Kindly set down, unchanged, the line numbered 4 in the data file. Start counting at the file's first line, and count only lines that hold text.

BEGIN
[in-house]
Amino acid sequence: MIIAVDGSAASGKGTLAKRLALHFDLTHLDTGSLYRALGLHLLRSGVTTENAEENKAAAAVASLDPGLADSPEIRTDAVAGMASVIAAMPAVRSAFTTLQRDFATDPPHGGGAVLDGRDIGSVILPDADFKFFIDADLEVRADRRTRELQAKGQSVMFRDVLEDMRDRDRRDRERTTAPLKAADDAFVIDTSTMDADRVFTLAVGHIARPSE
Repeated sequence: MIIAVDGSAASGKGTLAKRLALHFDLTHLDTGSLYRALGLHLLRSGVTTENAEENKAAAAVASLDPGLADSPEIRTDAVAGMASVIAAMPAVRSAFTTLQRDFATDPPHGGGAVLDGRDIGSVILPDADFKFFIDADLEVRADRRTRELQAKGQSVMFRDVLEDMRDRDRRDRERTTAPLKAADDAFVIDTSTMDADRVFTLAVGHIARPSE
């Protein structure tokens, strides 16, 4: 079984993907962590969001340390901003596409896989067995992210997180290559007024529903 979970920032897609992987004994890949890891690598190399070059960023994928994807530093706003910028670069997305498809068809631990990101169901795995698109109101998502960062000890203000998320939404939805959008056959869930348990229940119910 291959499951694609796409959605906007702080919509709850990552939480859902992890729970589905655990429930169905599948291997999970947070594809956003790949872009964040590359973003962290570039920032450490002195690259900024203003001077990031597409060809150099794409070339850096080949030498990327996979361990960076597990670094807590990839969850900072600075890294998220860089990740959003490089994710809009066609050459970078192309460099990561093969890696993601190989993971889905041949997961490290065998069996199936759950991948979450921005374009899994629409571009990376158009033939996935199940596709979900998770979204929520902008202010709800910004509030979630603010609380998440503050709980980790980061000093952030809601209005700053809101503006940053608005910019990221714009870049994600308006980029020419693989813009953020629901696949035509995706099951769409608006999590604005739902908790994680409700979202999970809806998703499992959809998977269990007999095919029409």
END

């Protein structure tokens, strides 16, 4: 079984993907962590969001340390901003596409896989067995992210997180290559007024529903 979970920032897609992987004994890949890891690598190399070059960023994928994807530093706003910028670069997305498809068809631990990101169901795995698109109101998502960062000890203000998320939404939805959008056959869930348990229940119910 291959499951694609796409959605906007702080919509709850990552939480859902992890729970589905655990429930169905599948291997999970947070594809956003790949872009964040590359973003962290570039920032450490002195690259900024203003001077990031597409060809150099794409070339850096080949030498990327996979361990960076597990670094807590990839969850900072600075890294998220860089990740959003490089994710809009066609050459970078192309460099990561093969890696993601190989993971889905041949997961490290065998069996199936759950991948979450921005374009899994629409571009990376158009033939996935199940596709979900998770979204929520902008202010709800910004509030979630603010609380998440503050709980980790980061000093952030809601209005700053809101503006940053608005910019990221714009870049994600308006980029020419693989813009953020629901696949035509995706099951769409608006999590604005739902908790994680409700979202999970809806998703499992959809998977269990007999095919029409």